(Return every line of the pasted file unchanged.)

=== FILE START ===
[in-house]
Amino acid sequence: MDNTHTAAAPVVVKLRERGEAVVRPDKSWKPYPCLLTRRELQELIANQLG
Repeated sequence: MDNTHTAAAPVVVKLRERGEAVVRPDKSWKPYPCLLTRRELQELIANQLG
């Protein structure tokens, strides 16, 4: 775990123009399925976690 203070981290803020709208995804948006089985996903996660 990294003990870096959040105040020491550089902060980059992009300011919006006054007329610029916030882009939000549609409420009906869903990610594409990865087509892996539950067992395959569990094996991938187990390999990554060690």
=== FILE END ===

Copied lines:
[in-house]
Amino acid sequence: MDNTHTAAAPVVVKLRERGEAVVRPDKSWKPYPCLLTRRELQELIANQLG
Repeated sequence: MDNTHTAAAPVVVKLRERGEAVVRPDKSWKPYPCLLTRRELQELIANQLG
């Protein structure tokens, strides 16, 4: 775990123009399925976690 203070981290803020709208995804948006089985996903996660 990294003990870096959040105040020491550089902060980059992009300011919006006054007329610029916030882009939000549609409420009906869903990610594409990865087509892996539950067992395959569990094996991938187990390999990554060690």